Cuomo Calls For Legislation To Redefine Domestic Terrorism As 'Hate-Inspired, Mass Murder By An American'
Aug. 15 — ALBANY — Gov. Cuomo wants to redefine domestic terrorism, but he hasn’t figured out how to do it yet.
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The governor on Wednesday called domestic terrorism “hate-inspired, mass murder by an American” — and he wants to combat hate crimes and white supremacist groups with legislation that would do the same.
“We are in a transition again where we have these new problems, new complexities that crop up that we have to adjust to,” Cuomo told Long Island News radio.
The in-the-works measure was directly inspired by recent mass shootings in El Paso, Texas, and Dayton, Ohio, and will be aimed at the spread of information online, the governor said. The shooter in the Texas massacre said he was targeting Mexican immigrants.
“These white supremacist groups, these white nationalist groups, this hate that breeds on the internet, and then you put that together with an assault weapon and you have 22 dead in a couple of minutes,” Cuomo said. “I’m going to do a proposal for a law in the state of New York that basically redefines domestic terrorism.”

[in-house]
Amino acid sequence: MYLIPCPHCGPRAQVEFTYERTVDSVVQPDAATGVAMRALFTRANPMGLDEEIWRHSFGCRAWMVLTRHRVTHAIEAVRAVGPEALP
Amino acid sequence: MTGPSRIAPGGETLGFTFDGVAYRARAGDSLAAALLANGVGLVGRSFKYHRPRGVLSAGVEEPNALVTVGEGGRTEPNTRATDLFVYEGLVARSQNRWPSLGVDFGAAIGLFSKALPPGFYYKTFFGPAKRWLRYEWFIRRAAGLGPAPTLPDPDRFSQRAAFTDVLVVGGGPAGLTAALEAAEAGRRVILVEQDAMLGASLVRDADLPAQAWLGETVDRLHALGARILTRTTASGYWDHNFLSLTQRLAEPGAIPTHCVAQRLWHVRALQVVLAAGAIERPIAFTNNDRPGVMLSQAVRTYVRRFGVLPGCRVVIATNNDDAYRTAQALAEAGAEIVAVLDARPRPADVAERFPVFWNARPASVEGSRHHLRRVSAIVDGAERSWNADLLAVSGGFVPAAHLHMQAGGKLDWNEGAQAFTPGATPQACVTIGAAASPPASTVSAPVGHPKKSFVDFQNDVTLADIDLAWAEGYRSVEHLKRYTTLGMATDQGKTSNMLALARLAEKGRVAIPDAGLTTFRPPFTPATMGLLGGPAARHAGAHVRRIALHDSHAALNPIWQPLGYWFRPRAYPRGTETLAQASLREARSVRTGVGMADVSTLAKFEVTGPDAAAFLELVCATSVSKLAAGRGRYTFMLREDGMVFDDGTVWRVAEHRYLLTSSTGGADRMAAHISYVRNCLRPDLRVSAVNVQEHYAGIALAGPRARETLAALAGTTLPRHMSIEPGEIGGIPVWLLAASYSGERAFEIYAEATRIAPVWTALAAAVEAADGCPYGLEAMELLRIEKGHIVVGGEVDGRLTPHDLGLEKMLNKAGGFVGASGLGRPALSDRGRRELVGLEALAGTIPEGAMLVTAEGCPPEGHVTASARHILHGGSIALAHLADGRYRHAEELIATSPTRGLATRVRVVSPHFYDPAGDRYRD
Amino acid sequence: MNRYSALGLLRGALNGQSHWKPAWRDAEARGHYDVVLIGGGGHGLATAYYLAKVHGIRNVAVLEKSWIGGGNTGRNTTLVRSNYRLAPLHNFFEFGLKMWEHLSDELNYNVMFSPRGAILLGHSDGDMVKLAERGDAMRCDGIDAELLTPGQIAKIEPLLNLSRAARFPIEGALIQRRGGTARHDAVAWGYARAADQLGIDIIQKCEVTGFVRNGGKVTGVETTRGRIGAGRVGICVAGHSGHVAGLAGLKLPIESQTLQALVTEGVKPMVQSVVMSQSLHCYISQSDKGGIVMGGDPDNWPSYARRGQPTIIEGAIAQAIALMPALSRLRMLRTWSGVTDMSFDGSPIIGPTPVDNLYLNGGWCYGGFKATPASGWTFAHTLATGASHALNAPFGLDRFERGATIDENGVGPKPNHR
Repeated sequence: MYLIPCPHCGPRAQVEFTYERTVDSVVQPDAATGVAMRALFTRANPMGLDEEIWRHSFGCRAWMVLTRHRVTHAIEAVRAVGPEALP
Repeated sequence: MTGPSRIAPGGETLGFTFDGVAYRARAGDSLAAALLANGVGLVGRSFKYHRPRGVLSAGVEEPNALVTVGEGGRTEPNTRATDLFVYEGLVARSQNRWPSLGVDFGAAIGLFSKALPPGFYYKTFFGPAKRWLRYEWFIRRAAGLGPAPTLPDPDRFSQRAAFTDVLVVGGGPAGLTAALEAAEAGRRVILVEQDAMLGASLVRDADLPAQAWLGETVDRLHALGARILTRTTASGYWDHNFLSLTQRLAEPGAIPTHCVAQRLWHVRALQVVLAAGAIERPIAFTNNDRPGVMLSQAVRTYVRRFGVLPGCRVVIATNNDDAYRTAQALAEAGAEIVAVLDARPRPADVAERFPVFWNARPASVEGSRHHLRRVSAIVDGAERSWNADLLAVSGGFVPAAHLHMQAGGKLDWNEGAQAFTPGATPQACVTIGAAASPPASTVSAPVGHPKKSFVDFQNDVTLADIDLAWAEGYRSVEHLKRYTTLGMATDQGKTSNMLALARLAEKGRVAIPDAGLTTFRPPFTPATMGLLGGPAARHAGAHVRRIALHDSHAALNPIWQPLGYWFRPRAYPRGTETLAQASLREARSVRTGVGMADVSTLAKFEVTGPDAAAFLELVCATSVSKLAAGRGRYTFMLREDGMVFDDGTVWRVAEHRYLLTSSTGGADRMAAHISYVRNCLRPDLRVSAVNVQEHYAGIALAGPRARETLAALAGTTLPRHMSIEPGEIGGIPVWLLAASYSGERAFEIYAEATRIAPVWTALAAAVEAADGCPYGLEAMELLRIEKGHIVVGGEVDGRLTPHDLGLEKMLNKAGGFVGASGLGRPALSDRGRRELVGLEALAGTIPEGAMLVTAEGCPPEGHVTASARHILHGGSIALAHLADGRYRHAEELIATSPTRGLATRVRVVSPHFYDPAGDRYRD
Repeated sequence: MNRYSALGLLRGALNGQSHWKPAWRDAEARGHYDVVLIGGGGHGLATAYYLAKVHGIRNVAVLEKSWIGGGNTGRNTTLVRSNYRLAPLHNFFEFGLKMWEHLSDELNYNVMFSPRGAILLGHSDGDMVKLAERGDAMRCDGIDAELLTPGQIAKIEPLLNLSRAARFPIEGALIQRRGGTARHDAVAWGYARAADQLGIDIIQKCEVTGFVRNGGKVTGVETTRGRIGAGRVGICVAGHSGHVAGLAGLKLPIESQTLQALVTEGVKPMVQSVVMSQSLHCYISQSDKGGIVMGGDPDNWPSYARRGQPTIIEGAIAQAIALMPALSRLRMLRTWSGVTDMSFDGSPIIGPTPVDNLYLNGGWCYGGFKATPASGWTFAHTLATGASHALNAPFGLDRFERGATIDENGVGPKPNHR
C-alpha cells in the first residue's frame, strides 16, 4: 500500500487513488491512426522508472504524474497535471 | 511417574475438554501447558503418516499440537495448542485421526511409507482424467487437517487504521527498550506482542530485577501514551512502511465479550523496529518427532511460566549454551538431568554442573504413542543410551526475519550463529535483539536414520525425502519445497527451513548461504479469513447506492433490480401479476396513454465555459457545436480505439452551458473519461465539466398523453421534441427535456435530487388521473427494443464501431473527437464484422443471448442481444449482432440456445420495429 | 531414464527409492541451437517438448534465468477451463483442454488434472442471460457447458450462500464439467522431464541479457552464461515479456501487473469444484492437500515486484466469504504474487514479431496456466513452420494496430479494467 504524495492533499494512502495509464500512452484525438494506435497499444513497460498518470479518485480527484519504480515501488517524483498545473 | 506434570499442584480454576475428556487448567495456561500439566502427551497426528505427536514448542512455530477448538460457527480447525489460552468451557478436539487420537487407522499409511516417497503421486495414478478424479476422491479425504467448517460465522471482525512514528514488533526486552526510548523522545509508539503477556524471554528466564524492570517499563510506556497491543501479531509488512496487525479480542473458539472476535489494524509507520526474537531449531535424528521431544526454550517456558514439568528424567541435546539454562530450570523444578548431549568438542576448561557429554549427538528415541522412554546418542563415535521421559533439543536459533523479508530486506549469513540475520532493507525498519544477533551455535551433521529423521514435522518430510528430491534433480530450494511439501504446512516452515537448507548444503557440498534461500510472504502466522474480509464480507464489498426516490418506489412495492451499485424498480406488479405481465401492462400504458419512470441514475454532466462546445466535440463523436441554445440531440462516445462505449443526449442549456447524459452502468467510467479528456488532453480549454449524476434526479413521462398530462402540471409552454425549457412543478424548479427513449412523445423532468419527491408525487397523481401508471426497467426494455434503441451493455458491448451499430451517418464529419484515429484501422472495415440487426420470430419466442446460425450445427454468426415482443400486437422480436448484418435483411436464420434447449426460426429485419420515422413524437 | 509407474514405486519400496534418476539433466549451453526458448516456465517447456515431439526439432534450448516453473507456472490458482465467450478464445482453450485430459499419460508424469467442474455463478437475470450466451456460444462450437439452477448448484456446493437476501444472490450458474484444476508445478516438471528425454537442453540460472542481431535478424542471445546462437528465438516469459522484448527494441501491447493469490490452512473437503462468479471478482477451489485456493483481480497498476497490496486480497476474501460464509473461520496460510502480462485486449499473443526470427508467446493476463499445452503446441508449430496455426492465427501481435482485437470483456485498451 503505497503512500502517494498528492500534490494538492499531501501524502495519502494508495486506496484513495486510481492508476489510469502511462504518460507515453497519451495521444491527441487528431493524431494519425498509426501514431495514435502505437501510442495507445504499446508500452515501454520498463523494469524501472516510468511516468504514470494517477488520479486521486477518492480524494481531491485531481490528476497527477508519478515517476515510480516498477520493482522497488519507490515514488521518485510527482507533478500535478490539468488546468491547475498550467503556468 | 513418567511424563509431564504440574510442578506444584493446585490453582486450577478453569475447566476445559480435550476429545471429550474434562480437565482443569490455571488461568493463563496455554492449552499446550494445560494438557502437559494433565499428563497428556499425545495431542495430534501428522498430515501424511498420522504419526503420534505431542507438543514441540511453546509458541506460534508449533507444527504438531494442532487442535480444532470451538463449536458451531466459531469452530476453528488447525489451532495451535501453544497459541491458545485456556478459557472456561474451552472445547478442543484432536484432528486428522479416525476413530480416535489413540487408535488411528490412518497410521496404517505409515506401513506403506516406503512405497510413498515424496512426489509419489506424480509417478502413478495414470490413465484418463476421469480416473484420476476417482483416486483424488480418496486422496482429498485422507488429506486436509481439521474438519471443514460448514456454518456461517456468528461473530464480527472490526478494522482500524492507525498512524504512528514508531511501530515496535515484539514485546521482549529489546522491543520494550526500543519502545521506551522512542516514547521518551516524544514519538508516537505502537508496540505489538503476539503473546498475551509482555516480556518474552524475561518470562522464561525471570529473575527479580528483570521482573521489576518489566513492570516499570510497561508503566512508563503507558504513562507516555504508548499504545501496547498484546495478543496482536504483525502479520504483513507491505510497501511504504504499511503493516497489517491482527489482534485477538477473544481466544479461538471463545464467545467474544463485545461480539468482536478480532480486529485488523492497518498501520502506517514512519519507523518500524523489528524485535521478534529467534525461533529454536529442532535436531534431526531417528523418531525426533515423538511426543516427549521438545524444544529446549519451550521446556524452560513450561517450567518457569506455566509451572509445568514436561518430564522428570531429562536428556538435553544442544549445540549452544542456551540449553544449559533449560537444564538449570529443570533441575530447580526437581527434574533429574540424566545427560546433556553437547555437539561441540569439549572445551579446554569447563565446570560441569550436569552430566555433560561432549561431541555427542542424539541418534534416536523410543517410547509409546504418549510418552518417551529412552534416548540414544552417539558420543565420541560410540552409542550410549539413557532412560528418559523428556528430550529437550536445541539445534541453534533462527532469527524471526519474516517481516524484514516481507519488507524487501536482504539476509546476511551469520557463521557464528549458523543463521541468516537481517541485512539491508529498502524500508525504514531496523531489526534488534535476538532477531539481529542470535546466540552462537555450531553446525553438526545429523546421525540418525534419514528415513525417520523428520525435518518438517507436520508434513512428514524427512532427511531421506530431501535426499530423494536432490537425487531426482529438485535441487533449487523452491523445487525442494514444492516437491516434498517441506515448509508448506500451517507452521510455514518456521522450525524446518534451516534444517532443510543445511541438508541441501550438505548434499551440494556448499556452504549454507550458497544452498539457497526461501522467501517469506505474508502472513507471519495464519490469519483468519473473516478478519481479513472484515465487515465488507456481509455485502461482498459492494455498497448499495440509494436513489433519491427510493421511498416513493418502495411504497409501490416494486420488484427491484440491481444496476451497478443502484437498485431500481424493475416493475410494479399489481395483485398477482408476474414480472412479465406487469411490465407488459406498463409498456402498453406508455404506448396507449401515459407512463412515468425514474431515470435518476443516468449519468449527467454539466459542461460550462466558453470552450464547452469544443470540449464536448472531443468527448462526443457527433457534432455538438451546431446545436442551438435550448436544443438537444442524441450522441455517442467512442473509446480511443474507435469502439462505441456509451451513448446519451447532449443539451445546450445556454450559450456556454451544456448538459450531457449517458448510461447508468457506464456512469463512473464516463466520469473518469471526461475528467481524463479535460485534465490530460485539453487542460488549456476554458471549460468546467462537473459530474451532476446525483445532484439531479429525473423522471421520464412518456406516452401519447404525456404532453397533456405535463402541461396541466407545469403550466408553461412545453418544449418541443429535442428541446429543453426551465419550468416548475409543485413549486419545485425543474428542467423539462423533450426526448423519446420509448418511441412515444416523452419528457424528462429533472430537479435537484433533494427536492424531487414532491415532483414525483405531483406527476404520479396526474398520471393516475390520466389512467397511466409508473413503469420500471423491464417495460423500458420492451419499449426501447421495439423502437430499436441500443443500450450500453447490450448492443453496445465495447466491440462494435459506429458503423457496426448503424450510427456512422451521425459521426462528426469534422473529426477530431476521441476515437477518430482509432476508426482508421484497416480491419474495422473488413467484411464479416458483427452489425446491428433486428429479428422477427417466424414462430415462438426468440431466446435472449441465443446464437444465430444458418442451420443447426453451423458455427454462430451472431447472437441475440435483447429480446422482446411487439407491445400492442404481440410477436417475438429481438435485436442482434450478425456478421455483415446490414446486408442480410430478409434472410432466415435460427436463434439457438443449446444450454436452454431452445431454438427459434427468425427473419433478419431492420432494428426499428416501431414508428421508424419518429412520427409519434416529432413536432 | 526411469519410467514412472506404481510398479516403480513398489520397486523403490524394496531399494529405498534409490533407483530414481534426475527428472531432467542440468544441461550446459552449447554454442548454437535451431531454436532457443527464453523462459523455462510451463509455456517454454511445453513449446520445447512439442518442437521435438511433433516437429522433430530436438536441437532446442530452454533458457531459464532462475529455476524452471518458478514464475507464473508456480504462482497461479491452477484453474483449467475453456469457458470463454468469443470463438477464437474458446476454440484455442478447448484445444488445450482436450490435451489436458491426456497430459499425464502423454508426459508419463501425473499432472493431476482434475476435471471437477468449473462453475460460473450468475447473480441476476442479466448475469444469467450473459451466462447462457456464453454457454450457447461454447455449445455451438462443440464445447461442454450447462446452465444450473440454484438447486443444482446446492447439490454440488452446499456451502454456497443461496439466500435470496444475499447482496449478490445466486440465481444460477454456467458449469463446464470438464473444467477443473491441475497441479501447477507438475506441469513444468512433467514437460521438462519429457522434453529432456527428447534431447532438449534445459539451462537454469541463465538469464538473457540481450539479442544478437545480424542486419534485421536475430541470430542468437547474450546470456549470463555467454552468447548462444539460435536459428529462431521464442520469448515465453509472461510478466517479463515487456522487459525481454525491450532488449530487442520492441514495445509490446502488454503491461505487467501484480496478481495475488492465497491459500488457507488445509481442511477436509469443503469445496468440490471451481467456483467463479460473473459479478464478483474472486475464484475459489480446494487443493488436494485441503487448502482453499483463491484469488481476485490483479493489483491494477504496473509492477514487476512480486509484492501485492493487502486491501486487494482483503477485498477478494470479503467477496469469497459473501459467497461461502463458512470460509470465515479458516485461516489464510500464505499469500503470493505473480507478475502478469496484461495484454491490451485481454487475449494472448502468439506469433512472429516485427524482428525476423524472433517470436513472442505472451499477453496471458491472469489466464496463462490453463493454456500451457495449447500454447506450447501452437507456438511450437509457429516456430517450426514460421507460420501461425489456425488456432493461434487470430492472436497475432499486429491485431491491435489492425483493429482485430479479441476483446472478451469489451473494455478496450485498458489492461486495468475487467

The governor and other critics have repeatedly tied the recent rise in white nationalists and hate groups to President Trump’s racist rhetoric.
Last year, 49 people were murdered by far-right extremists, more than any year since the 1995 Oklahoma City bombing, according to the Anti-Defamation League.
From 2009 through 2018, the far right has been responsible for 73% of domestic extremist-related fatalities, according to the group.
The FBI defines domestic terrorism as actions taken by people “inspired by or associated primarily with U.S.-based movements that espouse extremist ideologies of a political, religious, social, racial or environmental nature.”
“There is an anger out there, where we are angry at ourselves, other Americans … and the enemy is within,” Cuomo said.
FBI Director Christopher Wray told Congress in July that a majority of the bureau’s domestic terrorism investigations since October were linked to white supremacy.
It’s unclear exactly what Cuomo’s proposed law would do and his office did not release any details of any planned pieces of legislation. New York is already one of 34 states with laws that make acts of terrorism state-level felonies.
The governor’s proposal is not an original one. Sen. Martha McSally (R-Arizona) is currently calling on Congress to criminalize domestic terrorism at the federal level.
“For too long we have allowed those who commit heinous acts of domestic terrorism to be charged with related crimes that don’t portray the full scope of their hateful actions,” she said.
McSally’s proposal would criminalize politically motivated violence and allow federal authorities to charge suspects with acts of domestic terrorism. ___
This article is written by Denis Slattery from New York Daily News and was legally licensed via the Tribune Content Agency through the NewsCred publisher network. Please direct all licensing questions to firstname.lastname@example.org.